Tuesday, August 26, 2014

My Favorite Books I Read this Summer

Each summer, I try to read a lot of new books for children so I can recommend them in the fall when the school year begins.  I have a "New Books" basket that I regularly add to and love to keep up with all the great new books that are being published.  
I am usually asked questions from my colleagues and former students such as, "So what did you read this summer that I should read? What were your favorites?" 
I organize all of my books on Goodreads and always have a list for my summer reading each year so I can answer these questions with ease and of course keep track of all my reading! :)

Below, are my top 6 favorite books that I read this summer, in no particular order.  

Click on the title to read the post I wrote this summer about Absolutely Almost by Lisa Graff 

Click on the title to read the post I wrote this summer about Dash by Kirby Larson which comes out today!  

Click on the title to read the post I wrote this summer about Rain Reign by Ann M. Martin which comes out on October 7th.  

Click on the title to read the post I wrote this summer about The Most Magnificent Thing by Ashley Spires.  

The Fourteenth Goldfish by Jennifer L.Holm is out today - yay! This was the last book that I read this summer and I loved it! This is a fascinating story about an eleven year old girl named Ellie who misses her most recent goldfish.  One day, a young boy shows up with her mother who reminds her a lot of her grandfather, but it can't be...or can it?? Did her Grandpa Melvin, a famous scientist, actually discover how to return to a younger age? Read to find out and discover more about Ellie and her Grandpa Melvin or should I say the young Melvin! 

Fish in a Tree is Lynda Mullaly Hunt's newest book will be published on February 5th...I know it is a ways out, but definitely mark your calendar because this is a must read book!!! I had the honor and privilege of getting an ARC in my hands to read and I devoured it in one day! I am reading aloud this book to my new 5th grade class at the beginning of the year and can not wait to have them experience this book.  My class two years ago also had the big honor of not only meeting Lynda, but also listening to a couple chapters of this book and naming chapter 25! We are also in the acknowledgments in the back of the book which is very cool! Stay tuned to hear more about this book as I read it aloud to my class.  Thank you Lynda for writing another fabulous book and bringing Ally into our lives! :) 

Hope you all enjoyed your summer and read lots of great books too! 
Melanie Swider 

Slice of Life- Big Moments in Family Life

Slice of Life is hosted by the inspiring community oftwowritingteachers.wordpress.com. Everyone is welcome to read, post, and comment every Tuesday. Feel free to stop over and join us!

Yesterday morning at convocation, I sat next to a teacher who is returning after a maternity leave. After six months home, she left her two young children with a babysitter and headed to work. I could totally relate to how hard the morning had been for her and I loved looking at the pictures that she has on her phone of her children learning to sit up, pushing a play stroller, smiling at their father-- they took me on a major sentimental journey. Okay, ANOTHER major sentimental journey... And then came the question that traumatized me all morning, because I can’t tell you how many times I was asked, “How are your girls? What grade are they in?”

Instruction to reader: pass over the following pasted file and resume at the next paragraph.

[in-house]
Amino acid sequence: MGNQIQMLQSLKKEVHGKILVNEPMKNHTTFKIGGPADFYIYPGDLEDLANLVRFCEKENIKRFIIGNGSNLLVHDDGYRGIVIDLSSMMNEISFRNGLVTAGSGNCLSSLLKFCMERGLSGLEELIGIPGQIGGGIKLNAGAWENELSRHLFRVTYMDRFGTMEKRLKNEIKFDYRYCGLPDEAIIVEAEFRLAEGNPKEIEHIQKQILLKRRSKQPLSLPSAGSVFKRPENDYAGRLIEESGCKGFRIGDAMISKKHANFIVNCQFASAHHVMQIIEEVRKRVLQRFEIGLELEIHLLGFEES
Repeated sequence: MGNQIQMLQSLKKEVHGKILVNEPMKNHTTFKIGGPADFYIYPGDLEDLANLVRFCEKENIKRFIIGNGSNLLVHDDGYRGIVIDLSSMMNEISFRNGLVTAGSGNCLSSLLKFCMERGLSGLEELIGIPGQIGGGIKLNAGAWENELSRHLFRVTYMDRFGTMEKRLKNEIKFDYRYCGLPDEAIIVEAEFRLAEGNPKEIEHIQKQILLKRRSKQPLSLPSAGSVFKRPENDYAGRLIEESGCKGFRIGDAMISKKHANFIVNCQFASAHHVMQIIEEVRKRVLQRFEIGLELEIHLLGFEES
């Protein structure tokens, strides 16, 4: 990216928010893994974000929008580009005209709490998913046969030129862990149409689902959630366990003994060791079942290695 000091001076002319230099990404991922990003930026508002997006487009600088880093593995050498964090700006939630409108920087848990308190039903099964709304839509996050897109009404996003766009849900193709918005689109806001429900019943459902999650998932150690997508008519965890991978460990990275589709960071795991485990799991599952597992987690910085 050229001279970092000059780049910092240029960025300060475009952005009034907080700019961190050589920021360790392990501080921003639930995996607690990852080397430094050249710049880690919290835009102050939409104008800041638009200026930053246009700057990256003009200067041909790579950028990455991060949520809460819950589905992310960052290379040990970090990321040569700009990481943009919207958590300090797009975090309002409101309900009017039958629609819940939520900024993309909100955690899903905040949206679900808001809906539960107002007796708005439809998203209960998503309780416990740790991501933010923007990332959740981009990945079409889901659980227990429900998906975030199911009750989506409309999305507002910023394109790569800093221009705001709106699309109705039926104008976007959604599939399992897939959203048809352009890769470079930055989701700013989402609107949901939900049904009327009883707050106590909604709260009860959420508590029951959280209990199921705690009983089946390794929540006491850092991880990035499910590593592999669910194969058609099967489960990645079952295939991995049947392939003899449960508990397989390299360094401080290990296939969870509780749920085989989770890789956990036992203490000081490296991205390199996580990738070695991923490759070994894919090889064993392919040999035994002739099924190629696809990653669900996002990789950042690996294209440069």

Well, one of them (there are four) is a junior. That means that she is of the age to get her driving license and, in fact, she got it on Friday and drove to school for her first day yesterday. Yes, I have another high school daughter who I drove, but it's not the same. And for all of you who are approaching teenage driving years, know that, while it's  great independence for them, it's less time that we have to talk to our children.

Oh, and one of them will be a freshman in college. My stomach flipped as I wrote that because tomorrow, the countdown is over.

Tomorrow, Larkin and I will head off with a car full of life’s necessities. We will drive all day, unpack and set up on Thursday, and on Friday, I will. leave. her.

It’s what’s supposed to happen. 

She’s excited. 

She’s ready. 

She’s going to a great place, she will keep in touch, she will be home for Thanksgiving, she has a good head on her shoulders. She will be safe. 

She will be safe.

All of a sudden, August 28th, a date that has been far off in the distance, is really close.

A friend of my mother’s shared the wonderful practice that she started of keeping a box in her child’s room when he is away. Whenever anyone comes across something that they think he would like, they put it in the box, wrapped or unwrapped, but with a message. When the box is full, she mails him a care package. Larkin’s box will be on her bed when I come home, and I know that I will be filling that box over the next couple of months. 

If anyone has any favorite sending-off traditions, please share. I have some ideas, but am still open to others!